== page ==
As for Republicans, the list includes some familiar names, including Thiel, Larry Ellison, Miriam Adelson, and Koch Industries. But the top three Republican billionaire backers are perhaps less known: Richard and Liz Uihlein ($84.1 million), Ken Griffin ($72.6 million), and Jeff Yass ($54.8 million).
The Uihleins, the GOP’s Wisconsin-based power donor couple, own the lucrative shipping supplies company Uline. Richard Uihlein is also an heir to the Schlitz brewing fortune. Politico reported that the couple support rival factions within the GOP: Liz is more supportive of the party establishment, including Senate Minority Leader Mitch McConnell; Richard has backed hard-right insurgent candidates. He was also reportedly one of the biggest financial supporters of the Jan. 6 Trump rally outside the White House that preceded the attack on the U.S. Capitol, according to the Brennan Center for Justice.
Griffin, the CEO of the Citadel hedge fund which relocated from Chicago to Miami last year, has been a major donor to Florida Gov. Ron DeSantis’ gubernatorial campaigns, but may be hedging his bets because of some of DeSantis’ recent slip ups. Griffin wants a viable GOP alternative to Donald Trump.
Yass made his fortune as an options trader and founded the Philadelphia-based Susquehanna International Group, a privately held trading and technology company. He is on the board of directors of the libertarian Cato Institute. His big issue is “school choice,” pushing charter schools as an alternative to public schools. He’s been in the news recently for meddling in Philadelphia’s Democratic mayoral primary by making large donations to a super PAC airing negative political ads and sending out mailers that attacked progressive candidate Helen Gym.
The Amerians for Tax Fairness report looked closely at how billionaires weighed in heavily in eight key Senate races in 2022. In each of these states billionaires spent much more money supporting Republicans over Democrats.
Democrats won five of those races—in Arizona, Georgia, Nevada, New Hampshire, and Pennsylvania. In these states overall outside spending—despite the lopsided edge in billionaire spending—was relatively even, with Democrats enjoying a slight advantage in Georgia, Nevada, and Pennsylvania.
Democrats also benefited from poor quality Trump-backed candidates such as Herschel Walker in Georgia, Mehmet Oz in Pennsylvania, and Dan Bolduc in New Hampshire.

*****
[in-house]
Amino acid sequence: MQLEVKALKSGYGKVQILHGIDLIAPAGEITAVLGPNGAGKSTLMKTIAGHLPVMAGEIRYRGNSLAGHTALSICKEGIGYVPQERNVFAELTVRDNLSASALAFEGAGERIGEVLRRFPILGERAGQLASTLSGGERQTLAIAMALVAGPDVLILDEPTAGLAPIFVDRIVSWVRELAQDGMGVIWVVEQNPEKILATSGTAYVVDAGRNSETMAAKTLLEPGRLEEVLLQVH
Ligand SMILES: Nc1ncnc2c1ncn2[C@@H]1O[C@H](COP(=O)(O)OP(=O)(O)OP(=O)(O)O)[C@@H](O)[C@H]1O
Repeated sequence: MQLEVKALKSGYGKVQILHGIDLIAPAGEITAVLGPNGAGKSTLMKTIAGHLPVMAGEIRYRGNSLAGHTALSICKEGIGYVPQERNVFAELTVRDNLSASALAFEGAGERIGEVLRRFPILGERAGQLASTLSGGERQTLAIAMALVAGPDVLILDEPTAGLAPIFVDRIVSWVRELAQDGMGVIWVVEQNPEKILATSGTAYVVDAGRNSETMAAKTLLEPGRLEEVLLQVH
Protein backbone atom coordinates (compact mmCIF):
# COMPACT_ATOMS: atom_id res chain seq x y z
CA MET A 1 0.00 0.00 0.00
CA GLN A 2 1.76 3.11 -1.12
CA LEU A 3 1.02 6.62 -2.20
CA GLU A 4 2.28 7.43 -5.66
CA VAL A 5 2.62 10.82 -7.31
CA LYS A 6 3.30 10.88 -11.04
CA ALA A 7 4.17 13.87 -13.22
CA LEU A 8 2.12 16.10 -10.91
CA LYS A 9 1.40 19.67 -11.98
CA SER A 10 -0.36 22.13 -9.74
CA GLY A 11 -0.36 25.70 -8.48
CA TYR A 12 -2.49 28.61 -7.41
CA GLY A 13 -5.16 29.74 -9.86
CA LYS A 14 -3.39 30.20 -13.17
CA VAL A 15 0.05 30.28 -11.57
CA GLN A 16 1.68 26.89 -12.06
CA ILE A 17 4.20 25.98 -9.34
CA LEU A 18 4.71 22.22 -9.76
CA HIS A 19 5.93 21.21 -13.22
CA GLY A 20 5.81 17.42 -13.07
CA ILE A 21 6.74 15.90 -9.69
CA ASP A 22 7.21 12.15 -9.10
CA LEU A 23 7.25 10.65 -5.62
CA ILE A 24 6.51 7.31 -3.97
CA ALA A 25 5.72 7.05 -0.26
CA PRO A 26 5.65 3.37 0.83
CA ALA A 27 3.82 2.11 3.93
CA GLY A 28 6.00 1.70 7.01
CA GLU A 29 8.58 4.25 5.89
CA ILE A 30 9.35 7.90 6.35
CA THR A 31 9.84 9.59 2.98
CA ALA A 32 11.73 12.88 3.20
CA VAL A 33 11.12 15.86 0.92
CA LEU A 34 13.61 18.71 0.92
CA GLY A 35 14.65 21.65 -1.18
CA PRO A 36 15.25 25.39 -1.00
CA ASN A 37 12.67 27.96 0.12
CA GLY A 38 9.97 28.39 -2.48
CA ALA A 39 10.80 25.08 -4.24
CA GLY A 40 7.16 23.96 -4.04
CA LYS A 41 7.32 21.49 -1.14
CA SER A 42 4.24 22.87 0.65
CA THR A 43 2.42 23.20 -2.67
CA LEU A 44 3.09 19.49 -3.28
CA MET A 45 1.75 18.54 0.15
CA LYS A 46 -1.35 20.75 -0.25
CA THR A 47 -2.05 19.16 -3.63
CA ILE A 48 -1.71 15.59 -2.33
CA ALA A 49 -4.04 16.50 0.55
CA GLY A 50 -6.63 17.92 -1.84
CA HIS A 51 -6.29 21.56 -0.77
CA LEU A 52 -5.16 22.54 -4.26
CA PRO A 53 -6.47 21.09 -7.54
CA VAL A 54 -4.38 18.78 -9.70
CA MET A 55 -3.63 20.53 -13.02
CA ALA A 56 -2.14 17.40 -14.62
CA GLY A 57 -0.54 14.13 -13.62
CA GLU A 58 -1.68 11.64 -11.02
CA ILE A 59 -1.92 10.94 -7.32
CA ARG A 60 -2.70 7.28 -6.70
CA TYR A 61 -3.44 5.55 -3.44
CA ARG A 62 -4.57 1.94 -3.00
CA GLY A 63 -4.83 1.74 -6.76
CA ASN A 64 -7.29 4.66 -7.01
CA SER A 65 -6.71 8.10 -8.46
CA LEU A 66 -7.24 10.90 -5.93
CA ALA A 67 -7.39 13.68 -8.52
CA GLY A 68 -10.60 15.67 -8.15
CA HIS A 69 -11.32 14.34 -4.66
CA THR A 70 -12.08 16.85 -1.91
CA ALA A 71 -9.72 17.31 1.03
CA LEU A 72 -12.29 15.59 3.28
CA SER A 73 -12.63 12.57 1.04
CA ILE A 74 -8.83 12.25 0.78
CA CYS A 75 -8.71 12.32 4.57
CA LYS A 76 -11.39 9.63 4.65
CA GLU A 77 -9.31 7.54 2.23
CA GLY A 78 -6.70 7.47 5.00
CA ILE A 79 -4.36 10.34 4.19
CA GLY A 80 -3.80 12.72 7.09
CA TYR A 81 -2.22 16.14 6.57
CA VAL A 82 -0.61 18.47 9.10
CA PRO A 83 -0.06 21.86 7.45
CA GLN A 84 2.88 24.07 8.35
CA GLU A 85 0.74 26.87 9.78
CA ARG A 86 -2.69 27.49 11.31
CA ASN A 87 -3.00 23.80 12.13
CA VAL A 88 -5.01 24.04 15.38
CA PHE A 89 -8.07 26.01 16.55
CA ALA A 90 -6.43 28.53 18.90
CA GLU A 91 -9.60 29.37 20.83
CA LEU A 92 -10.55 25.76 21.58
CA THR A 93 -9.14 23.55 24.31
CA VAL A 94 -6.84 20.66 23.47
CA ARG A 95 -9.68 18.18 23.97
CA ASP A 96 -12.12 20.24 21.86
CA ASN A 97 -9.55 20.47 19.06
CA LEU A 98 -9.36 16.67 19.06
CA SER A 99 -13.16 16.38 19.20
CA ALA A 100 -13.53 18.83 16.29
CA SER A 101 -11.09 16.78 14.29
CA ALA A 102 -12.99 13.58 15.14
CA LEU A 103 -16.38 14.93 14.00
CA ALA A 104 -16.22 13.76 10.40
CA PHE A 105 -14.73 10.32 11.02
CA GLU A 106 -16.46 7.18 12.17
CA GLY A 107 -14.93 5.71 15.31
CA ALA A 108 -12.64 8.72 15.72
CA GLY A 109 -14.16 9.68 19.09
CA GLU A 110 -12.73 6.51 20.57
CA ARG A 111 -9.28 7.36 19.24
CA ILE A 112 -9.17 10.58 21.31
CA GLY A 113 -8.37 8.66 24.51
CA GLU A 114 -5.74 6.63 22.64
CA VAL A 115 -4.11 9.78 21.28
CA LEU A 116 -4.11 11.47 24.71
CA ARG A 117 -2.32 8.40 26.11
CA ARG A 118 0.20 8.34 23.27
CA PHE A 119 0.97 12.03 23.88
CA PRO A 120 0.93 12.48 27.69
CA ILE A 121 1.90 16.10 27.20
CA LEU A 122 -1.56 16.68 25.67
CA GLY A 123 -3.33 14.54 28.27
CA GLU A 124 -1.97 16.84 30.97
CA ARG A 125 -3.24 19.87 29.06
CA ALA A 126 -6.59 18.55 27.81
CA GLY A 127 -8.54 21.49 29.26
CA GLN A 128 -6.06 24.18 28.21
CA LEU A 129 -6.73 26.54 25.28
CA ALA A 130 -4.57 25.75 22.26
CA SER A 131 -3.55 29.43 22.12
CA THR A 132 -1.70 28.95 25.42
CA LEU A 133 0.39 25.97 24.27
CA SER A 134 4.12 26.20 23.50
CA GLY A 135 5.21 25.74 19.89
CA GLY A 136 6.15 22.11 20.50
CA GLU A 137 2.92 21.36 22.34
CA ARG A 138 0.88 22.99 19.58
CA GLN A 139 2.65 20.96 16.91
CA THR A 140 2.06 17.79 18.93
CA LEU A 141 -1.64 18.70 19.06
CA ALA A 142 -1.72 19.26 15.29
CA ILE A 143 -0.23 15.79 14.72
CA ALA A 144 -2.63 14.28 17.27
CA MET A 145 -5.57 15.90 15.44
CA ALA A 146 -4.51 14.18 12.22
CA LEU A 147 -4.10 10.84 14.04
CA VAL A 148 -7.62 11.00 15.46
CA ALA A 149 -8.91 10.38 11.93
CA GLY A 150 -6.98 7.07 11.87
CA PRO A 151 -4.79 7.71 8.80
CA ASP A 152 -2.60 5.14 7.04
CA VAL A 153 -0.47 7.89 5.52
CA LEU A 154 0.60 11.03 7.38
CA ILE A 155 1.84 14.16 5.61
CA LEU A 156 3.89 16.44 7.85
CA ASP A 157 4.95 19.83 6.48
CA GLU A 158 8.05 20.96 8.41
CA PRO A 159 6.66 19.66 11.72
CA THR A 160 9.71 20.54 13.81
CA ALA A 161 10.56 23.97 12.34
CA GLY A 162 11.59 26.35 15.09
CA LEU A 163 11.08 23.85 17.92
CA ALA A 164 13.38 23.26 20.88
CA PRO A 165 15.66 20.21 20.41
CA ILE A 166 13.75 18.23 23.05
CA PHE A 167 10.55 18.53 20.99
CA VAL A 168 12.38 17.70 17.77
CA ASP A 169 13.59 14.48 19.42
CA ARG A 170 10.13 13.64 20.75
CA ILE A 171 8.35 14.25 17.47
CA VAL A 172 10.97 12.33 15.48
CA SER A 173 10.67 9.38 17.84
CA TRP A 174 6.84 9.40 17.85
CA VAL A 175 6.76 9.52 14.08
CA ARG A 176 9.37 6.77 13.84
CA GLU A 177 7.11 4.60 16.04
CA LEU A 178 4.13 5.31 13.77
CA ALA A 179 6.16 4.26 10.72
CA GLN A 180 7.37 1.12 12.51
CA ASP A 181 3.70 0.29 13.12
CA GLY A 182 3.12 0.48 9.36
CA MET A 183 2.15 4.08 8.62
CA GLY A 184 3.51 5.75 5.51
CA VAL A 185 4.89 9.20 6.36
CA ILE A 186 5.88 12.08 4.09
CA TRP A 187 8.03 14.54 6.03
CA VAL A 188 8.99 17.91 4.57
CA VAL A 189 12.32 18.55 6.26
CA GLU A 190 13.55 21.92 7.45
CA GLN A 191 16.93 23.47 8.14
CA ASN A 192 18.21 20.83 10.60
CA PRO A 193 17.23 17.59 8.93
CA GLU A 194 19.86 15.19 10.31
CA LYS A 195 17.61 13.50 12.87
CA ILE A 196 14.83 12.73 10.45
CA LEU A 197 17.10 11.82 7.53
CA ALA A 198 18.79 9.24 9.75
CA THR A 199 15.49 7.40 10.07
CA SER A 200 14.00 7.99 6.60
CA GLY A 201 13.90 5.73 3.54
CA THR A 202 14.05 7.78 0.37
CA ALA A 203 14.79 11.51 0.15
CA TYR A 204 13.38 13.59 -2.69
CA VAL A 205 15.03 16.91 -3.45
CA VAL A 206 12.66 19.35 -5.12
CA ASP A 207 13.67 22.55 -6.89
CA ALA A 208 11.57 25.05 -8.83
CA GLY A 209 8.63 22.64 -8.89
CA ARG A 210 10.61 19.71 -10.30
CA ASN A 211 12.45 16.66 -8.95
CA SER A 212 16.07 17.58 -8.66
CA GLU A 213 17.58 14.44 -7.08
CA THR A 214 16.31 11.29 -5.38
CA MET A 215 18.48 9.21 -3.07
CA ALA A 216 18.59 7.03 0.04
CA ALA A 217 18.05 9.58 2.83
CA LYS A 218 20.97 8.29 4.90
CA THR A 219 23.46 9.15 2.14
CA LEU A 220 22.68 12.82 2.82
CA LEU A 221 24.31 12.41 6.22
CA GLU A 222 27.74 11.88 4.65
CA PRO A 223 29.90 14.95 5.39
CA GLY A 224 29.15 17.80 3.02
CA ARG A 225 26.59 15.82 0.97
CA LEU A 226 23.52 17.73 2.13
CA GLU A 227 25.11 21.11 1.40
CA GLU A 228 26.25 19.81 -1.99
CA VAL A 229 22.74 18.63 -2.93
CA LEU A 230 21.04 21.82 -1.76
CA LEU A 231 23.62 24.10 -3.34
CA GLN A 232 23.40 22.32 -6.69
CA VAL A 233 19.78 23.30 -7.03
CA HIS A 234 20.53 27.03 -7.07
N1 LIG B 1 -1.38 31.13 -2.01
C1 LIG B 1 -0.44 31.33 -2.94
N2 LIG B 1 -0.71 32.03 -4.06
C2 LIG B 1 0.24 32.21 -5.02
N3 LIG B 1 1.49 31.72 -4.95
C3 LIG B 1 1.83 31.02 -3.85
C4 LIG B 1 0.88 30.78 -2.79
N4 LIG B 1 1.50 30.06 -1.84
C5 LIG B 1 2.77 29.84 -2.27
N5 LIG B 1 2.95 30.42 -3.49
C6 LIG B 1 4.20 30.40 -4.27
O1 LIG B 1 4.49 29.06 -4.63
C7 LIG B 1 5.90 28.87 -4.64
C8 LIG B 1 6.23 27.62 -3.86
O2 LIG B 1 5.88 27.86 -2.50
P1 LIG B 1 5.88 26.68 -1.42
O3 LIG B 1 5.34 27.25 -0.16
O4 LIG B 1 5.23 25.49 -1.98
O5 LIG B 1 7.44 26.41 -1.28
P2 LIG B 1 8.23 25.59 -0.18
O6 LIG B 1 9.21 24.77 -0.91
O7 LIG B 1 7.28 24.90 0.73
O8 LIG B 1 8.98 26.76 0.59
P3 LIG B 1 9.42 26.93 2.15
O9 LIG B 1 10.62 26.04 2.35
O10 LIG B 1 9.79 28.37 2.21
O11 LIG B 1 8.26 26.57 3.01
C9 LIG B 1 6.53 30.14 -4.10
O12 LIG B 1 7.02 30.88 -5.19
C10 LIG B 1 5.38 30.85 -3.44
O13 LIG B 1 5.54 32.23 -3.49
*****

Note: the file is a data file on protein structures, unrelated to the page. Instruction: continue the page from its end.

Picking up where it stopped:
But in the three Senate races that Democrats lost, Republicans enjoyed a huge spending advantage over their Democratic opponents thanks to billionaires who provided 40.7% of the outside spending in North Carolina, 54.9% in Wisconsin, and 65.2% in Ohio, according to Americans for Tax Fairness.
In North Carolina, Ohio, and Wisconsin—won by Republicans Ted Budd, Vance, and incumbent Sen. Ron Johnson “Republican billionaires outspent the much smaller pool of Democratic billionaires by at least 9-to-1 in each state, Americans for Tax Fairness reported.”
In Wisconsin, Johnson narrowly defeated Lt. Gov. Mandela Barnes by 50.5% to 49.5%, a margin of under 27,000 votes. Johnson benefited from $77 million in outside spending compared to $47.2 million for Barnes. But billionaires provided $42.3 million of the outside spending in support of Johnson, while Barnes only received $4.5 million in support from billionaires.
According to the report, the single-candidate Wisconsin Truth PAC spent almost $29 million boosting Johnson’s candidacy, 80% of which came from billionaires, in particular the Uihleins and Diane Hendricks, whose fortune derives from ABC supply, a construction materials company she built with her late husband. Hendricks was No. 11 on Americans for Tax Fairness’s list of the top 15 billionaire contributors to the 2022 midterms at $25.7 million.
So instead of a more workable Senate majority, Democrats ended up with a 51-49 margin in the midterms, which was further reduced when Sen. Kyrsten Sinema of Arizona switched from Democrat to independent. And conservadem Sen. Joe Manchin of West Virginia remains in a key role as a potential roadblock to Democratic initiatives and nominees.
And it shouldn’t surprise anyone that both Manchin and Sinema have received donations from GOP billionaire donors as they worked to undermine Biden’s ambitious Build Back Better agenda.
And here’s the kicker: Among the billionaire GOP donors to both Sinema and Manchin was Justice Clarence Thomas’ benefactor, Harlan Crow, according to an Insider review of campaign finance data.
In the conclusion to its report, Americans for Tax Fairness said the record amount of billionaire political spending in the 2022 midterms is “almost certain to be surpassed in future elections as the twin impact of loose campaign-finance laws and inadequate taxation of the ultra-wealthy continues to be felt.”
“We must end the vicious cycle of the ultra-wealthy using their vast fortunes to exploit a broken campaign finance system to support candidates who will cut their taxes, allowing them to amass even greater wealth which they can use to continue the process. When billionaires throw huge sums of money into elections, they shape the debate to their liking and in the process distort our democracy.”